Magical misdirection

Magicians learned a long time ago that the best way to distract you from the legerdemain they are undertaking ‘over there,’ is to create some type of flourish, some sort of eye-catching extravaganza, ‘over here.’  Some claim today’s politicians now use this distraction technique more than magician’s do, making voters forget about some scandal ‘over here’ by focusing on some crisis or impending threat ‘over there.’

In “Murder Becomes Mayfair,” architect/detective Dalton Lee is told by his mysterious confidant that he should beware of distractions as he and his team try to deduce what terrorist plot The Organization has in store for London. And, try to understand why they felt the need to murder a seemingly humble tailor working on Savile Row.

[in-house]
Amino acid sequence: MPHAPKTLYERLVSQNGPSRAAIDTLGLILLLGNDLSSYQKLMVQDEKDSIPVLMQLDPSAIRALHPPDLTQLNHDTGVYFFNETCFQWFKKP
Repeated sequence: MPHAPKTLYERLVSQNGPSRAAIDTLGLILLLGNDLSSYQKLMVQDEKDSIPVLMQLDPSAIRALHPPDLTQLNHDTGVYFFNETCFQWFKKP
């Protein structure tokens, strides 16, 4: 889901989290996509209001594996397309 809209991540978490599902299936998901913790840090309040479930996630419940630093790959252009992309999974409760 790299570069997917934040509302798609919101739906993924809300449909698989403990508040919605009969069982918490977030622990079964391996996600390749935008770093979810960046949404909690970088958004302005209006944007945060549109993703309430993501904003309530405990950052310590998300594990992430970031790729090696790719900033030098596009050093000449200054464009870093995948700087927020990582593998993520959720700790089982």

But that mysterious confidant has also been distracted in a way that only becomes apparent near the end of the book. Seems nobody can trust anyone these days.

Fog. Electrical sprites. A haunted carnival ground. And seven identical suitcases showing up unannounced at Heathrow. These and many other mysterious elements will make “Murder Becomes Mayfair” the go-to thriller as we head into the holiday season.

Just don’t let anything distract you from purchasing this eerie mystery once September rolls around.

(Get the background about Dalton Lee and his team here)

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